By Ann Lee
Photography by Julie Fay
Insiders' Guide -- 2006
Buy it on Amazon
Though exotic cuisines may be daunting endeavors for many cooks due to foreign and sometimes costly ingredients, "The Little Saigon Cookbook" is a clear, straightforward cookbook that sheds light on the culture while making its cuisine approachable and delectable.
Interspersed with interesting stories about Vietnamese culture and traditions, the book is a well-thought out tribute to Vietnamese foodways -- with delicious recipes to boot, ranging from the obvious dishes to lesser-known exciting ones like the Shaking Beef Salad with Watercress and Tomatoes or Pork Braised in Caramel Sauce.
See what we tested and find out whether the book's worth buying after the jump.
Takeaway tips: Though some ingredient lists may be long and include items not necessarily stocked in the average American kitchen, many of the required ingredients (fish sauce and oyster sauce, Sriracha and star anise) are repeatedly used in these incredibly high-flavor, low-fuss recipes.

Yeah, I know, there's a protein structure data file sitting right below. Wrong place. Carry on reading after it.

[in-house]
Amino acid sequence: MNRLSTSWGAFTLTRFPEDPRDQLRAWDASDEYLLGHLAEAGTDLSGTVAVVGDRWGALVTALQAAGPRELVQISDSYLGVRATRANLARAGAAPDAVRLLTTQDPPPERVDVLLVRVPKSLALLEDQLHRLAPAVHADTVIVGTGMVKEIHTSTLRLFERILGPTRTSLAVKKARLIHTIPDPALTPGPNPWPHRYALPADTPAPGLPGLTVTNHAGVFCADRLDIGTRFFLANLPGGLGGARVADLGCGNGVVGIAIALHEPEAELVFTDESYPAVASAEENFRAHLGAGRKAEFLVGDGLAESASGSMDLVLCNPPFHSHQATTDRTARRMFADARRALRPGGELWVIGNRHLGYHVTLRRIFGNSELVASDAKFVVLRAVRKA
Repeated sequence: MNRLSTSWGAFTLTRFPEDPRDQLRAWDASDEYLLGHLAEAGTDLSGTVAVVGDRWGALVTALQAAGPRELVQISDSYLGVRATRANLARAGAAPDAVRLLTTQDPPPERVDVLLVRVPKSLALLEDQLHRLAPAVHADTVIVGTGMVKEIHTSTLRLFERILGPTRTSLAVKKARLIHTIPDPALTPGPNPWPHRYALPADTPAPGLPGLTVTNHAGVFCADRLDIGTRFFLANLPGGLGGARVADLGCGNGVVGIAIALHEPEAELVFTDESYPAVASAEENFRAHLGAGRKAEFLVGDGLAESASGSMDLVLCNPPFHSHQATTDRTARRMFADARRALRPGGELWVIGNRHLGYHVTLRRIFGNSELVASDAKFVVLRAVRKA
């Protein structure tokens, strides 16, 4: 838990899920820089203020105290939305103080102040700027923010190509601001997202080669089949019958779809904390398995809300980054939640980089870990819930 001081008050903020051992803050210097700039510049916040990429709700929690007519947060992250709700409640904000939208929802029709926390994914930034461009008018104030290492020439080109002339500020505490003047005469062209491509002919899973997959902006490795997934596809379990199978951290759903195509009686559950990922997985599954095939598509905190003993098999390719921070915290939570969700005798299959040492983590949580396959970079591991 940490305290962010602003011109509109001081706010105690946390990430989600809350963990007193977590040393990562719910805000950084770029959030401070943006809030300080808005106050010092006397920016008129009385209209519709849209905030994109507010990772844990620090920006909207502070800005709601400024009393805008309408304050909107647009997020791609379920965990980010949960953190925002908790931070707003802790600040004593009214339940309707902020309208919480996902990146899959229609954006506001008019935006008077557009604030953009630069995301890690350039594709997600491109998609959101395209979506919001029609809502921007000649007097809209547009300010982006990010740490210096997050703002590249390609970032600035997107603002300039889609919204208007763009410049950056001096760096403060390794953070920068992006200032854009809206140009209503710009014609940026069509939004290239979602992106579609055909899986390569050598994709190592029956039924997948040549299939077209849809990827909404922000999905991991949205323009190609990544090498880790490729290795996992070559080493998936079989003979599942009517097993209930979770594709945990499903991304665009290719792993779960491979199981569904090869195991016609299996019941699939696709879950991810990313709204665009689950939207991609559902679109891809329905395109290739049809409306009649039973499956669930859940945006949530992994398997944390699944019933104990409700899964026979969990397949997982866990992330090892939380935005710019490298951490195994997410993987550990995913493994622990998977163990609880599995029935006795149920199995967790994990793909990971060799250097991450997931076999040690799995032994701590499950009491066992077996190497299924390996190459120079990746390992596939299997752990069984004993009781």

Quality of pictures: Disappointing -- for a cuisine largely unfamiliar to the American eater beyond its popularized beef pho or Vietnamese spring rolls, revealing photos of the lesser-known dishes would have been useful, even if somewhat helpful explanations attempt to compensate. The photos of Vietnamese culture both in California's Little Saigon and abroad are interesting, but their black-and-white depictions fail to pique the interest their contents merit.
We tested: Goi Ga (Traditional Shredded Chicken and Cabbage Salad)
Regarded as the "coleslaw of Vietnam," this salad combines shredded chicken with a colorful vegetable medley of carrots, cucumber and cabbage, and tops it with a briny sauce -- but the highlights are ample smatterings of freshly chopped cilantro, coriander and mint.
The vibrant salad is deliciously sweet, tangy and spicy -- but the fish sauce was slightly overpowering. We ended up doubling the herb content to discount the fish flavoring and were thoroughly impressed with the results -- which were even better the next day, as the flavor evenly permeated the dish.
Worth the investment: This cookbook serves the amateur cook attempting a new cuisine as aptly as it serves enthusiasts of Vietnamese cuisine, with a range of interesting, complex and satisfying recipes. It's an artful ode, bringing the local Little Saigon to the public at large.